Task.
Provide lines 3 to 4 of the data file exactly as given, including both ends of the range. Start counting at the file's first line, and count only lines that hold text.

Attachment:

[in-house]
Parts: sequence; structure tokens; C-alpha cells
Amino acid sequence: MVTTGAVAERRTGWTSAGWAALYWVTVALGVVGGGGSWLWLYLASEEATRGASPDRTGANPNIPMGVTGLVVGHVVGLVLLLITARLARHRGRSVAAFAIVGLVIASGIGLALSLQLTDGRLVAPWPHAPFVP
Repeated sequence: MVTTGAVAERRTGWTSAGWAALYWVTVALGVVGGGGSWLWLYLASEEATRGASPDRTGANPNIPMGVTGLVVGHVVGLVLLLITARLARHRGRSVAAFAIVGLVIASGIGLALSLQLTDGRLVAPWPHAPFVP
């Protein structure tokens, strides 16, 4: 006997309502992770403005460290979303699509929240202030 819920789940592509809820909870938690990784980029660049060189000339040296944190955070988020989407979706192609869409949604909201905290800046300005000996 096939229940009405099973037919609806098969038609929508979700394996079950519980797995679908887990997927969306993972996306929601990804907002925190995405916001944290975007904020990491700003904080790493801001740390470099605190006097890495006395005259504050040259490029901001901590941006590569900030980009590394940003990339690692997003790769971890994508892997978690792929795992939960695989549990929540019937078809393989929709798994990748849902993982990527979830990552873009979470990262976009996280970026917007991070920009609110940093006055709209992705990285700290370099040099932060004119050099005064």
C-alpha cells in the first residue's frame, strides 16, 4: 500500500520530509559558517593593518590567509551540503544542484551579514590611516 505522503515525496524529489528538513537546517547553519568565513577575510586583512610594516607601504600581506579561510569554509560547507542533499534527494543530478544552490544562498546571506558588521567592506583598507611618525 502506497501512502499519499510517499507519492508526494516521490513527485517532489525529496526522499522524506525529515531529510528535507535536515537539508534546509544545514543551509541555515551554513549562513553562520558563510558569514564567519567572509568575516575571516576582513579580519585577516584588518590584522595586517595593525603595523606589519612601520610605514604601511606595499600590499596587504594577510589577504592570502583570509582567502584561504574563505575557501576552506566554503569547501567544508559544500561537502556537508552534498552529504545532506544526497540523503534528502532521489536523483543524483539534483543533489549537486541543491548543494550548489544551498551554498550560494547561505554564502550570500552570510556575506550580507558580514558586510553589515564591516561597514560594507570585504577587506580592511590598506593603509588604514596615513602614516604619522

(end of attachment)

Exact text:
Amino acid sequence: MVTTGAVAERRTGWTSAGWAALYWVTVALGVVGGGGSWLWLYLASEEATRGASPDRTGANPNIPMGVTGLVVGHVVGLVLLLITARLARHRGRSVAAFAIVGLVIASGIGLALSLQLTDGRLVAPWPHAPFVP
Repeated sequence: MVTTGAVAERRTGWTSAGWAALYWVTVALGVVGGGGSWLWLYLASEEATRGASPDRTGANPNIPMGVTGLVVGHVVGLVLLLITARLARHRGRSVAAFAIVGLVIASGIGLALSLQLTDGRLVAPWPHAPFVP